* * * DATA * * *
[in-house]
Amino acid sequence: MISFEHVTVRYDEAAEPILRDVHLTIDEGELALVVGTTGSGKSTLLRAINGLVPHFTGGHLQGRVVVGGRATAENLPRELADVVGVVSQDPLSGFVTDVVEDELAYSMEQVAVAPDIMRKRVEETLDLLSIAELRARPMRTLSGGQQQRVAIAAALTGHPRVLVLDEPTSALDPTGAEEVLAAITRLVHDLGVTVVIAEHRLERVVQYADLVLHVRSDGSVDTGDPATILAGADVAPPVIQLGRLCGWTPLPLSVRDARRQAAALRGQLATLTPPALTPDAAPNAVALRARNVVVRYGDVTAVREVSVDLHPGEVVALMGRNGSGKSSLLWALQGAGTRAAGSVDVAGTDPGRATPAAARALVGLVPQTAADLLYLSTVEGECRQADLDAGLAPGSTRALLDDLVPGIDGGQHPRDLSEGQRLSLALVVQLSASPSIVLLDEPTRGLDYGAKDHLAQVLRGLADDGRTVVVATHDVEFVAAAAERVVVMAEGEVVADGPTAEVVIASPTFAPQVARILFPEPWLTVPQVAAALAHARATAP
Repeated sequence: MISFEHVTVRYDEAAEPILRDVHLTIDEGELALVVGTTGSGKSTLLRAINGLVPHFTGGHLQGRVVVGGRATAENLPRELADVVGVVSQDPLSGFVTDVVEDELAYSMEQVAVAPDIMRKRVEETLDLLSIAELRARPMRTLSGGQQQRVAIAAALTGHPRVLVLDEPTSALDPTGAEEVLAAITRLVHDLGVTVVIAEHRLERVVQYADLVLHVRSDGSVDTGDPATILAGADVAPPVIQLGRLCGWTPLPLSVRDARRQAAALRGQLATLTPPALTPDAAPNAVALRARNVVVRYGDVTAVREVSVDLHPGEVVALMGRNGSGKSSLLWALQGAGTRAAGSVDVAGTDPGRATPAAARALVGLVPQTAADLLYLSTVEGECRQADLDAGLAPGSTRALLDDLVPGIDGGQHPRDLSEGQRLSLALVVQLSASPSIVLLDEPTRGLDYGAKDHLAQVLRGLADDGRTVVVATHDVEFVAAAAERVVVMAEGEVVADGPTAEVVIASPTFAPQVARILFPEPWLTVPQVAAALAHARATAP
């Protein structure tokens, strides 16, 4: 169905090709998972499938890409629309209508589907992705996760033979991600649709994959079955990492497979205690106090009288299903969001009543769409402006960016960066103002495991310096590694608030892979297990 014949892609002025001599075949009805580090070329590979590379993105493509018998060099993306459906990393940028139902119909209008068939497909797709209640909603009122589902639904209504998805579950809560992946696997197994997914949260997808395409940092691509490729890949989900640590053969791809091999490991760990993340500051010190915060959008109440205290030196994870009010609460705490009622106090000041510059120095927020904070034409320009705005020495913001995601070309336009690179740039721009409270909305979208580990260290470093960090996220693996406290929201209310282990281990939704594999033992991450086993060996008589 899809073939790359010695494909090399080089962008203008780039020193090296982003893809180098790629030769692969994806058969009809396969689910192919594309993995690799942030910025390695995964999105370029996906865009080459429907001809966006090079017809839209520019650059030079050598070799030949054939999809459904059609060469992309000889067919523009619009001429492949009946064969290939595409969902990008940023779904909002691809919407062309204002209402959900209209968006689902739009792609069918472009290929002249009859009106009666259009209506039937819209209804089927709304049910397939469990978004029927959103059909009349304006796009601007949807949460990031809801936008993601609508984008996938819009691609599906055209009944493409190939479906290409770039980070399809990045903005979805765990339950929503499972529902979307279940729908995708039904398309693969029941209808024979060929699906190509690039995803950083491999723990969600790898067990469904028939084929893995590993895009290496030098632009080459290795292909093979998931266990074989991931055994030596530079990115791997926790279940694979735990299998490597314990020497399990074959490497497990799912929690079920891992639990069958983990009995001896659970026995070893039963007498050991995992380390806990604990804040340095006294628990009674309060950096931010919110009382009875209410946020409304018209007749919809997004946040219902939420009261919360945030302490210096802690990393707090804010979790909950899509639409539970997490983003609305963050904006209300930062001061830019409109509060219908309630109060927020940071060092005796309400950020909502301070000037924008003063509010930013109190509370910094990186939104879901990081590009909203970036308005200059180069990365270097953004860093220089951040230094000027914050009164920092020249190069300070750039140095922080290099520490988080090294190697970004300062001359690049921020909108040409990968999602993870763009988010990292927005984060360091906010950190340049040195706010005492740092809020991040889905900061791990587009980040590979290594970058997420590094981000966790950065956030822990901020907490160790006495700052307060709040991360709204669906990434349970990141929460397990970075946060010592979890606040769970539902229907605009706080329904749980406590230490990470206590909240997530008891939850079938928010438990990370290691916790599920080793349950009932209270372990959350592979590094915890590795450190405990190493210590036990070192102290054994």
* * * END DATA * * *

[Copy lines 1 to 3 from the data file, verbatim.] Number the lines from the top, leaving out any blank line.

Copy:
[in-house]
Amino acid sequence: MISFEHVTVRYDEAAEPILRDVHLTIDEGELALVVGTTGSGKSTLLRAINGLVPHFTGGHLQGRVVVGGRATAENLPRELADVVGVVSQDPLSGFVTDVVEDELAYSMEQVAVAPDIMRKRVEETLDLLSIAELRARPMRTLSGGQQQRVAIAAALTGHPRVLVLDEPTSALDPTGAEEVLAAITRLVHDLGVTVVIAEHRLERVVQYADLVLHVRSDGSVDTGDPATILAGADVAPPVIQLGRLCGWTPLPLSVRDARRQAAALRGQLATLTPPALTPDAAPNAVALRARNVVVRYGDVTAVREVSVDLHPGEVVALMGRNGSGKSSLLWALQGAGTRAAGSVDVAGTDPGRATPAAARALVGLVPQTAADLLYLSTVEGECRQADLDAGLAPGSTRALLDDLVPGIDGGQHPRDLSEGQRLSLALVVQLSASPSIVLLDEPTRGLDYGAKDHLAQVLRGLADDGRTVVVATHDVEFVAAAAERVVVMAEGEVVADGPTAEVVIASPTFAPQVARILFPEPWLTVPQVAAALAHARATAP
Repeated sequence: MISFEHVTVRYDEAAEPILRDVHLTIDEGELALVVGTTGSGKSTLLRAINGLVPHFTGGHLQGRVVVGGRATAENLPRELADVVGVVSQDPLSGFVTDVVEDELAYSMEQVAVAPDIMRKRVEETLDLLSIAELRARPMRTLSGGQQQRVAIAAALTGHPRVLVLDEPTSALDPTGAEEVLAAITRLVHDLGVTVVIAEHRLERVVQYADLVLHVRSDGSVDTGDPATILAGADVAPPVIQLGRLCGWTPLPLSVRDARRQAAALRGQLATLTPPALTPDAAPNAVALRARNVVVRYGDVTAVREVSVDLHPGEVVALMGRNGSGKSSLLWALQGAGTRAAGSVDVAGTDPGRATPAAARALVGLVPQTAADLLYLSTVEGECRQADLDAGLAPGSTRALLDDLVPGIDGGQHPRDLSEGQRLSLALVVQLSASPSIVLLDEPTRGLDYGAKDHLAQVLRGLADDGRTVVVATHDVEFVAAAAERVVVMAEGEVVADGPTAEVVIASPTFAPQVARILFPEPWLTVPQVAAALAHARATAP